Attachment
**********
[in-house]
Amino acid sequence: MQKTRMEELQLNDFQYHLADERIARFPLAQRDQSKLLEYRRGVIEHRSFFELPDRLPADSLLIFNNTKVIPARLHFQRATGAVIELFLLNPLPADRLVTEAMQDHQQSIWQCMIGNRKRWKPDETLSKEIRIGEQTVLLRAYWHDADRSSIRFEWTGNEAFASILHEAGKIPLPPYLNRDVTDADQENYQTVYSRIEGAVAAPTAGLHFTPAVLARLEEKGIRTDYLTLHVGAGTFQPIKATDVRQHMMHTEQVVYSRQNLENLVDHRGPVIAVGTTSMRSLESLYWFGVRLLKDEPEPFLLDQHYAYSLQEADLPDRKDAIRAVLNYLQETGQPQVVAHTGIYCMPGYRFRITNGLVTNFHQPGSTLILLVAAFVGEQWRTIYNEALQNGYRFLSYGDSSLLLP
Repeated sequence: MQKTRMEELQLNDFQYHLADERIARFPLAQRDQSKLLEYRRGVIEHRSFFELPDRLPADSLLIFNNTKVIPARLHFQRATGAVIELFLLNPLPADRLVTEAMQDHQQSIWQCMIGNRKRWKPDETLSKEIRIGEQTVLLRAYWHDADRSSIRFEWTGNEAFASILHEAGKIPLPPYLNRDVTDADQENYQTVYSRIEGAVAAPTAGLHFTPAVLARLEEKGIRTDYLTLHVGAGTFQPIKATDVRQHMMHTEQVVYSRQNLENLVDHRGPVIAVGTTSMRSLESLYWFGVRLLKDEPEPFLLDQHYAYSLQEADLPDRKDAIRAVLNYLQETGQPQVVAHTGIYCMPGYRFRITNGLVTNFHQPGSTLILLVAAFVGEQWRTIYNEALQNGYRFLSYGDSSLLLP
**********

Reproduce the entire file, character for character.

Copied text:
[in-house]
Amino acid sequence: MQKTRMEELQLNDFQYHLADERIARFPLAQRDQSKLLEYRRGVIEHRSFFELPDRLPADSLLIFNNTKVIPARLHFQRATGAVIELFLLNPLPADRLVTEAMQDHQQSIWQCMIGNRKRWKPDETLSKEIRIGEQTVLLRAYWHDADRSSIRFEWTGNEAFASILHEAGKIPLPPYLNRDVTDADQENYQTVYSRIEGAVAAPTAGLHFTPAVLARLEEKGIRTDYLTLHVGAGTFQPIKATDVRQHMMHTEQVVYSRQNLENLVDHRGPVIAVGTTSMRSLESLYWFGVRLLKDEPEPFLLDQHYAYSLQEADLPDRKDAIRAVLNYLQETGQPQVVAHTGIYCMPGYRFRITNGLVTNFHQPGSTLILLVAAFVGEQWRTIYNEALQNGYRFLSYGDSSLLLP
Repeated sequence: MQKTRMEELQLNDFQYHLADERIARFPLAQRDQSKLLEYRRGVIEHRSFFELPDRLPADSLLIFNNTKVIPARLHFQRATGAVIELFLLNPLPADRLVTEAMQDHQQSIWQCMIGNRKRWKPDETLSKEIRIGEQTVLLRAYWHDADRSSIRFEWTGNEAFASILHEAGKIPLPPYLNRDVTDADQENYQTVYSRIEGAVAAPTAGLHFTPAVLARLEEKGIRTDYLTLHVGAGTFQPIKATDVRQHMMHTEQVVYSRQNLENLVDHRGPVIAVGTTSMRSLESLYWFGVRLLKDEPEPFLLDQHYAYSLQEADLPDRKDAIRAVLNYLQETGQPQVVAHTGIYCMPGYRFRITNGLVTNFHQPGSTLILLVAAFVGEQWRTIYNEALQNGYRFLSYGDSSLLLP